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Mormonism

Promoting Family Well-being Worldwide

The church not only supports Latter-day Saint families with its programs and activities, but it also promotes traditional family well-being worldwide. One of the church's initial family outreach efforts was its public service radio and television spots advocating for family solidarity. These continuing messages, entitled Homefront, began in 1971 and have helped establish the church worldwide as a pro-family proponent. The church's promotion of family well-being has become bolder, despite criticism and hostility by some individuals and groups. For example, O. Kendall White, Jr., (1986) identifies the Mormon belief that neither the man or woman is complete without the other as the ideology that places the church in opposition to modern feminist and gay social movements.

The church believes it has a God-given mandate to preserve the traditional family unit worldwide. Church President Gordon B. Hinckley defends the church's opposition to efforts to legalize same-sex marriage: "This is not a matter of civil rights; it is a matter of morality. ...We believe that defending this sacred institution by working to preserve traditional marriage lies clearly within our religious and constitutional prerogatives. Indeed, we are compelled by our doctrine to speak out" (1999, p. 52).

As responsible citizens, church members are encouraged to voluntarily join with other like-minded religious and secular groups in coalitions to advocate and defend the traditional family through donation of time, talent, and means. Church members have been key players in national and international efforts to promote traditional marriage and family. Such efforts include the Defense of Marriage Act legislation passed by the U.S. Congress in 1996 and the establishment of the Family Studies Center and the World Family Policy Center at the church-sponsored Brigham Young University (Wardle, Williams, and Wilkins 2001).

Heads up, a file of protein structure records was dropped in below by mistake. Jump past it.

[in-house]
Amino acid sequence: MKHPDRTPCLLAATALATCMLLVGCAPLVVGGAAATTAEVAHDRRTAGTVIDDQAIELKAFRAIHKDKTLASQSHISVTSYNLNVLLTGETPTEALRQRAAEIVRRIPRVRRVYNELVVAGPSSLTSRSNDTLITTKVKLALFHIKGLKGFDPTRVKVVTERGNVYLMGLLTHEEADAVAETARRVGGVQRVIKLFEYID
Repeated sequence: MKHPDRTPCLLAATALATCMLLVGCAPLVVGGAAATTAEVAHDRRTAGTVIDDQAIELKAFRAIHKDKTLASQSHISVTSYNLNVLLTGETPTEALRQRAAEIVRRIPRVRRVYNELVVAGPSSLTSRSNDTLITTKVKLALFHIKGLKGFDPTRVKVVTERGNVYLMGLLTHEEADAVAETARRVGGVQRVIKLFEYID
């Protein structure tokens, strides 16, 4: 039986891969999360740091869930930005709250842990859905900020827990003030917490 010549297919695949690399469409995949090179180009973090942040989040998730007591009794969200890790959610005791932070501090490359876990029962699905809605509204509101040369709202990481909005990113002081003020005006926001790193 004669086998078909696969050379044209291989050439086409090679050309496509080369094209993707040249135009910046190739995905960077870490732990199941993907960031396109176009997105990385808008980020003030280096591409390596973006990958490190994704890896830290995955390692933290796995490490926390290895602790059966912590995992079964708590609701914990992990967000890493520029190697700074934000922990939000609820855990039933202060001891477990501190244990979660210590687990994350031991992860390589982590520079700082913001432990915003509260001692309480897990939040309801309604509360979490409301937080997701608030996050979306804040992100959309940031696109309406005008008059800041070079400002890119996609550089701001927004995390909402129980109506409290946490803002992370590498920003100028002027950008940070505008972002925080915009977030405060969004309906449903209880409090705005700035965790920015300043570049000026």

The leaders of the Church of Jesus Christ of Latter-day Saints warn its members and the world that "[d]isintegration of the family will bring upon individuals, communities, and nations the calamities foretold by ancient and modern prophets. . . . We call upon responsible citizens and officers of government everywhere to promote those measures designed to maintain and strengthen the family as the fundamental unit of society" (The Family 1995, p. 102).


See also: RELIGION


Bibliography

Bachman, D. W., and Esplin, R. K. (1992). "Plural Marriage." Encyclopedia of Mormonism, Vol. 3. New York: Macmillan.

Beaman, L.G. (2001). "Molly Mormons, Mormon Feminists and Moderates: Religious Diversity and the Latter Day Saints Church." Sociology of Religion 62(1):65–86.

Chadwick, B. A., and Garrett, H. D. (1995). "Women's Religiosity and Employment: The LDS Experience." Review of Religious Research 36(3):277–293.

Cornwall, M. (1994). "The Institutional Role of Mormon Women." In Contemporary Mormonism: Social Science Perspectives, ed. M. Cornwall, T. B. Heaton, and L.A. Young. Chicago: University of Illinois.